The mission of Richmond’s trained, volunteer Tree Stewards is to promote and improve the health of city trees to assure the city’s forest will survive and thrive. This is accomplished by increasing public awareness through community education, planning and planting for the future, and providing maintenance and care for young trees on streets and in parks. Tree Stewards work closely with Urban Forestry and with other organizations interested in the health of our community forest.
What Do Tree Stewards Do?
Hugging a tree doesn’t do a thing for it. Instead, we work to care for our street and park trees and to make it easier for other Richmonders to enjoy them and understand how much they benefit us all.
2012 was the busiest and most productive year since Tree Stewards was formed in Richmond. Besides our usual pruning of street and park trees and community education, we accomplished several “firsts.” These include:
- Stop Sign pruning in the Fan so drivers can see them and parking signs.
- Completing a tree inventory of Battery Park and presenting the results to Friends of Battery Park for their planning.
- Our first large-scale watering effort. Approximately 200 recently planted trees in Byrd Park, Forest Hill Park, Gillies Creek Park and Oakwood Cemetery were watered every two weeks from late May through September, unless we were lucky enough to get an inch of rain.
- A planting project in Chimborazo Park that put approximately 200 trees in the ground. Conceived, planned and led by two stewards, this project was possible because of partnerships with the Alliance for the Chesapeake Bay, largely funded by Altria, and with other volunteer groups and neighbors.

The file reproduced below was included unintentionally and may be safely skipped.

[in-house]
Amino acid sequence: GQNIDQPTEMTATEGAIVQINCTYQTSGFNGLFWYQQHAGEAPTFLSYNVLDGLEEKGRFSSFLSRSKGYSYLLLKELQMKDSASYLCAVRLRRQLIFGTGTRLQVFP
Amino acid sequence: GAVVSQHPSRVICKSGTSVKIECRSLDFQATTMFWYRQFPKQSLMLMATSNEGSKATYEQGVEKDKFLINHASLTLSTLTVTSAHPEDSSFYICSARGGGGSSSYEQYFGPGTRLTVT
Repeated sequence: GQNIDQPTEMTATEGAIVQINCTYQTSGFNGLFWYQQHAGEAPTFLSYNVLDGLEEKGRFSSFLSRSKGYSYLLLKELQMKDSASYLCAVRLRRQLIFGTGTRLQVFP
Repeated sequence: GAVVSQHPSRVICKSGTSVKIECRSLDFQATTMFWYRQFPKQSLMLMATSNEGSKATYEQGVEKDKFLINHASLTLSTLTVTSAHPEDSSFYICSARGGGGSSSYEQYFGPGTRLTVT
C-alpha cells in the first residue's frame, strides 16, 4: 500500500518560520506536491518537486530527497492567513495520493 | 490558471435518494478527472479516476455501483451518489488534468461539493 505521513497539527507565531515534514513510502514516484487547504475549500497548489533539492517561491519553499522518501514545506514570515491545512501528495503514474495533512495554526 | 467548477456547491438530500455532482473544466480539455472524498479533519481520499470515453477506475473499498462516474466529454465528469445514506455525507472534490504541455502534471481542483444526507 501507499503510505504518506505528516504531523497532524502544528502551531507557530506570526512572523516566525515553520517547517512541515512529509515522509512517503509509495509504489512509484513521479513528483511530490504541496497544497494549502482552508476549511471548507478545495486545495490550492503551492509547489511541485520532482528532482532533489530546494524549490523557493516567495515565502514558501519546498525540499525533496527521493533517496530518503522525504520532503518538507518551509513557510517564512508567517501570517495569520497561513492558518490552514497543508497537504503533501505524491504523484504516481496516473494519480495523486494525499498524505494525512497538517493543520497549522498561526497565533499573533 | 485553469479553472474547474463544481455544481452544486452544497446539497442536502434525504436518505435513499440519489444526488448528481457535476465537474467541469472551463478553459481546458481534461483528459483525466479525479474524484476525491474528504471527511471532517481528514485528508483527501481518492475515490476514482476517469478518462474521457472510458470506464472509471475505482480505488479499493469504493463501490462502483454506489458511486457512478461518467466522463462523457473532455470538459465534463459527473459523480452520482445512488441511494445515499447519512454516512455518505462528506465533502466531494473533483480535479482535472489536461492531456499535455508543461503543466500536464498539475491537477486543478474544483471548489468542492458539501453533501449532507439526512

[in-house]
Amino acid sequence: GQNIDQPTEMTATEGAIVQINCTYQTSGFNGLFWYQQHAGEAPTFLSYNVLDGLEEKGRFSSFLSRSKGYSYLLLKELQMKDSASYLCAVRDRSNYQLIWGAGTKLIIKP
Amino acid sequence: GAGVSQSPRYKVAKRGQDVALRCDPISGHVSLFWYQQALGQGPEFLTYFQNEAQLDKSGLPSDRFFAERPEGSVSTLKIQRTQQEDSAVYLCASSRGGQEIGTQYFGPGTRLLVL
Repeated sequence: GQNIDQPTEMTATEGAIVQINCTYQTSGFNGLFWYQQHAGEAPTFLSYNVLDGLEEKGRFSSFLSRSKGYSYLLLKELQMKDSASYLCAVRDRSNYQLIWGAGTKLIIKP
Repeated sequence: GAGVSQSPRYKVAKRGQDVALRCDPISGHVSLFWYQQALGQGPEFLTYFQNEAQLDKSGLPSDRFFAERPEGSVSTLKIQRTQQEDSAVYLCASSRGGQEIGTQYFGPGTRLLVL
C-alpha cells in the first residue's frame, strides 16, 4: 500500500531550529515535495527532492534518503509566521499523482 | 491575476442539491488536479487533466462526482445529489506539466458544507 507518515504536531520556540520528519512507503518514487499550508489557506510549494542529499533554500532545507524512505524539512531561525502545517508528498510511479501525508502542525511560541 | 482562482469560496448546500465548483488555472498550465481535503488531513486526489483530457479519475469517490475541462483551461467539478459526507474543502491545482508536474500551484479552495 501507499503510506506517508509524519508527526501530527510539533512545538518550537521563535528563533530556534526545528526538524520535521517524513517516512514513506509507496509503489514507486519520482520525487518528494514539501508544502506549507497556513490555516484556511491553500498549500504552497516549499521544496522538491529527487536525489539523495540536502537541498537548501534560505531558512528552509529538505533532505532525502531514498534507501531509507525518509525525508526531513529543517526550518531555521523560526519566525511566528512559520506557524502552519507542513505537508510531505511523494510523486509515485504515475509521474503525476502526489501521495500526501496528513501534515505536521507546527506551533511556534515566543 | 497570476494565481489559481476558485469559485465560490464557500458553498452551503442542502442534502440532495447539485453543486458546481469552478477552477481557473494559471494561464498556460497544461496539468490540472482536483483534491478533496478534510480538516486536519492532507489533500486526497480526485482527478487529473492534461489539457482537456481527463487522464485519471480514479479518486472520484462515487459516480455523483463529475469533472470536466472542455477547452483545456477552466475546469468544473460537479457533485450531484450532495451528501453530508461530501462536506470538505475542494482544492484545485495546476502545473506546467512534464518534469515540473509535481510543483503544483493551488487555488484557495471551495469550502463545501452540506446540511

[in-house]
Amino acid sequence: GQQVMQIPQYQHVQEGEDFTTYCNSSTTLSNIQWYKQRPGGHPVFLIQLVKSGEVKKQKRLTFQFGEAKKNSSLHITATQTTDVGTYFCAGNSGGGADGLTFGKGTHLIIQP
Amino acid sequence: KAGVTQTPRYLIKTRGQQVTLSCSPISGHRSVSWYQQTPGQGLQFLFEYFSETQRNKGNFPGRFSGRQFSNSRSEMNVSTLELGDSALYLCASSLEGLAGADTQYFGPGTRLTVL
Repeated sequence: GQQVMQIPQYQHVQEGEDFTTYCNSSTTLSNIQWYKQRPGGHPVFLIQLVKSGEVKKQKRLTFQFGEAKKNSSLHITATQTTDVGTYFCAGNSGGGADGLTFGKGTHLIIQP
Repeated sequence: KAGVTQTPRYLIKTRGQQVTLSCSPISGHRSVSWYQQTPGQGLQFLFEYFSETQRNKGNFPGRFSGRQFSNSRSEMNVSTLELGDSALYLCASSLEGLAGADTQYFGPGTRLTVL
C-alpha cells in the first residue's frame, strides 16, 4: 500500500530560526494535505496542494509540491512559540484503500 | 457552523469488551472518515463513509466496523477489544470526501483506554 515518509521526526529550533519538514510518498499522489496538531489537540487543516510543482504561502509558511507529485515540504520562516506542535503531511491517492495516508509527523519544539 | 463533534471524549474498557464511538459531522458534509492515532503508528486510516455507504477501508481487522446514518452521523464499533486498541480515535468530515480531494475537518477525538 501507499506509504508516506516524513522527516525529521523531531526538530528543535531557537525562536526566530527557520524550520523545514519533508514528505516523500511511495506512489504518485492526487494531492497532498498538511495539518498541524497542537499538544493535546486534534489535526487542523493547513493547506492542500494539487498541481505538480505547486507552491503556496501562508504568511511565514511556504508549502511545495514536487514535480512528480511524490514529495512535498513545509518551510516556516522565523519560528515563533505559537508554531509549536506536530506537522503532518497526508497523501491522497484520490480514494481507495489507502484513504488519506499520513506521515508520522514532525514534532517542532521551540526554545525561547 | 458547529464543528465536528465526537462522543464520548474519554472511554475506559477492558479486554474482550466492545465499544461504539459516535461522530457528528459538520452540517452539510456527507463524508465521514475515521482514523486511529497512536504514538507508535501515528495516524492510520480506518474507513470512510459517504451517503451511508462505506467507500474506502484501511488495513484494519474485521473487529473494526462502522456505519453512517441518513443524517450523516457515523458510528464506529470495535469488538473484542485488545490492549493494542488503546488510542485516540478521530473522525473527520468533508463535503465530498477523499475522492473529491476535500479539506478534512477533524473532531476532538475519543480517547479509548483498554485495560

- More pruning projects in neighborhoods where we have not been active because no stewards live there.
- An increased number of requests from community groups for assistance in pruning, planting and education.
More than 60 individual stewards and steward-candidates volunteered 2,822 hours in 2012, a significant increase over the 1,650 hours recorded for 2011.
Thanks to their efforts, we will all be rewarded by the benefits healthy trees provide!
Volunteering as a tree steward is interesting, enjoyable and a wonderful way to serve the community. To become a certified tree steward one must attend a series of classes, pass a pruning exam, and complete community service hours that double as “on the job” training. Our hope is that most citizens who become certified will continue to work with the organization. The Classes tab has information about our annual classes or you may Contact Us for more information about the organization.